“…we entered the temple. In the midst thereof sits the goddess–she’s a most beautiful statue of Parian marble–arrogantly smiling a little as a grin parts her lips. Draped by no garment, all her beauty is uncovered and revealed, except in so far as she unobtrusively uses one hand to hide her private parts. So great was the power of the craftsman’s art that the hard unyielding marble did justice to every limb….The temple had a door on both sides for the benefit of those also who wish to have a good view of the goddess from behind, so that no part of her be left unadmired. It’s easy therefore for people to enter by the other door and survey the beauty of her back.”

To add further scandal to this already controversial nude depiction of a goddess, various stories begin to emerge in the centuries following the statue’s debut identifying the famous Greek courtesan Phryne as having supposedly been the model for this sacred icon of the goddess Aphrodite. Other accounts also surface of the supposed romantic affair between Praxiteles and Phryne.

Later during the Roman era, it became vogue for sculptors to produce copies of famous works for wealthy patricians to decorate their villas. The Aphrodite of Knidos was one such statue and her image soon flooded to Roman empire. Figures based on the Aphrodite of Knidos are commonly referred to as “Knidia.” What distinguishes the Knidia from other nude representations of the goddess is the general pose, for one. She’s commonly interpreted as engaging in the rather private act of bathing and we’re peering at her with this almost voyeuristic gaze. Her right arm reaches down seemingly in a gesture of modesty. We see two small bumps on her inner left thigh where two fingers of her right hand one engaged with the thigh. That’s something of a remarkable feature to this Roman copy. The torso and at least the right arm are composed of a single unbroken piece of marble skillfully carved to produce the long curving limb structurally reinforced by its engagement with the hip. Remember from last episode’s Statue of a Seated Woman that it was common for sculptors to carve limbs and other precarious projections separately and then attach them with wooden or metal dowels, or more properly called tenons. So while the Art Institute’s heavily weathered Knidia may not be the hottie that she used to be, she’s still quite artistically remarkable. On her outside left thigh is a fairly long fragmented tab from some now lost section. Most likely the characteristic Roman period support pillar once connected with the rest of the figure at this point.

The support pillar was probably in the shape of a vessel that held the water for her bath. The evidence can be seen in other copies of the Knidia, one of the more famous being the Colonna Venus in the Vatican’s Museo Pio-Clementino. Also the Venus Braschi in the Munich Glyptothek. In her left hand she holds her drapery that she has removed for her ritual cleansing, which is now missing from the Art Institute example. Perhaps our best evidence for the appearance of the original Praxitelean Aphrodite of Knidos comes not from later copies, but from coins, like this 1916 engraving of an ancient coin from Knidos supposedly depicting the original statue. Also, don’t forget … as we’ve seen in many other episodes of the podcast, this statue, too, like so many others, was painted. The 19th century neo-classical sculptor John Gibson shocked audiences when he debuted his Tinted Venus in an attempt to recapture the Classical taste for polychromy.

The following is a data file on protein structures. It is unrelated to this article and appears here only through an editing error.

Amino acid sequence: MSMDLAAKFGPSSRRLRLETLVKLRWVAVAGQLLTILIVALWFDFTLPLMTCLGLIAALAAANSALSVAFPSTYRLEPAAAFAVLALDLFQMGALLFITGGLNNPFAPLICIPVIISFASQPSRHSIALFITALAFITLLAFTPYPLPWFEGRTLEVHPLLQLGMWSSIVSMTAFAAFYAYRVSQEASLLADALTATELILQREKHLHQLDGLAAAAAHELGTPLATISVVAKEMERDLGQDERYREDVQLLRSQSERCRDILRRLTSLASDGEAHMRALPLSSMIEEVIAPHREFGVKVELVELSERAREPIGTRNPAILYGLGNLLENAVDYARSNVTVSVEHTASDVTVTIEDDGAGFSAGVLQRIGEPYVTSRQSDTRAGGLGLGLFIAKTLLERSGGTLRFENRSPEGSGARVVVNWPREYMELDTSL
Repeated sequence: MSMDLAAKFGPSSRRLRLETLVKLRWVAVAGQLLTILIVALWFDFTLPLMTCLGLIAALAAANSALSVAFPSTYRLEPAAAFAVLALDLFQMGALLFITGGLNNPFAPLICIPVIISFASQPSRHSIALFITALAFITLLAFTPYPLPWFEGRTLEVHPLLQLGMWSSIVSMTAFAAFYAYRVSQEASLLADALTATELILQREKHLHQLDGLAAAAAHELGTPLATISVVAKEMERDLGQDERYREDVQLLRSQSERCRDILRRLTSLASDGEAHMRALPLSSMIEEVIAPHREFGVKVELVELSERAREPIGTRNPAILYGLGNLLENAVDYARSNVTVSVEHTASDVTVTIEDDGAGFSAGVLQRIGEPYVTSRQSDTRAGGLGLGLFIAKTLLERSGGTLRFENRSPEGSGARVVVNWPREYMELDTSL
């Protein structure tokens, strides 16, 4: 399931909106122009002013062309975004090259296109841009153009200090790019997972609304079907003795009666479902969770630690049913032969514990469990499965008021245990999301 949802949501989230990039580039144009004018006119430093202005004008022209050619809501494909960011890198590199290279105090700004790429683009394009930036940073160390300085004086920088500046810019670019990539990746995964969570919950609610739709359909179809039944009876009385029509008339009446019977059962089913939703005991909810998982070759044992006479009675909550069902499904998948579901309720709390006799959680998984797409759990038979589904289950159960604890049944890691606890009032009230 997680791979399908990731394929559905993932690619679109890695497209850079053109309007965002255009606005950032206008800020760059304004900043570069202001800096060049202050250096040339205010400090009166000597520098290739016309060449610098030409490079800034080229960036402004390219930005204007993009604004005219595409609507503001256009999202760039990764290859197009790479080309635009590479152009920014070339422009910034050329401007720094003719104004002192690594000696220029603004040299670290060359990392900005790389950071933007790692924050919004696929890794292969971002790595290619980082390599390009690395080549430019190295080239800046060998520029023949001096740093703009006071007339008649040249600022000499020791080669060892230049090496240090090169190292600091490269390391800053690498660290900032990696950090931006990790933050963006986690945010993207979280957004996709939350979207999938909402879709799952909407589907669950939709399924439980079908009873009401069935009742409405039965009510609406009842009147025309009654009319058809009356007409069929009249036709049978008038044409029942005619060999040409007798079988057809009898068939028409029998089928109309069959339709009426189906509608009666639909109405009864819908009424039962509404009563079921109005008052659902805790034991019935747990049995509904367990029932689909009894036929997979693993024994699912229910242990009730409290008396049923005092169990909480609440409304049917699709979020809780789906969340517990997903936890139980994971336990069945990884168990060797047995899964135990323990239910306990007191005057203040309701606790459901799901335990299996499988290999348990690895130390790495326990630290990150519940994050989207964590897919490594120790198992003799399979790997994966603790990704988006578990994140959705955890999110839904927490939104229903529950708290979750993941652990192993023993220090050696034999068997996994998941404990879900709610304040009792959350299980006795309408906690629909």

As we already learned, the Aphrodite of Knidos was one of the most famous statues in her day and extensively copied during the Roman era. There are a bunch of copies existing today, and for each surviving copy we can imagine dozens of copies that didn’t withstand the ravages of time and mankind. The whole notion of a Roman “copy” of a Greek original, though, is a very loaded term that demands a little more attention. When we think of a copy, we likely think of an exact duplicate, like a photocopy. But when we’re talking about Roman copies of Greek statues, the copy in this context can more so be thought of having been inspired by the original. Putting two copies of the same original side-by-side reveal distinct differences. Often the Roman era artists may not have even seen the original, and were working from a description, another copy, or at best a tiny image on a coin. In the case of the Knidia, in the successive centuries, we begin to see some variants on the original form.

One popular variant is dubbed the “Venus Pudica” — the “modest Venus.” A particularly famous example is the Venus de’ Medici in the Uffizi Gallery in Florence, Italy. Here we see both hands of the goddess posed in what are generally interpreted as gestures of modesty, the right hand now at her chest and the left hand below the waist. The drapery is gone and the vessel in this example has been replaced with a small cupid figure riding a dolphin. The dolphin alludes to the sea, out of which, according to one legend, Aphrodite was born. Check out Hesiod’s Theogony around line 175. It’s a bit gruesome, but nothing you can’t handle. You’ll find a link to the full ancient text translated into English at Just click on “Ancient Sources on Aphrodite” in the Additional Resources section. There you’ll also find links to some of the other primary sources that we’ve learned about in this episode on the Aphrodite of Knidos. Aphrodite rising from the sea is perhaps most famously captured not in an ancient work of art, but in Sandro Botticelli’s the Birth of Venus from 1482-86, also in the Uffizi. The pose of the goddess by the Florentine master strongly reflects the Venus de’ Medici, which Botticelli had plenty of opportunity to study.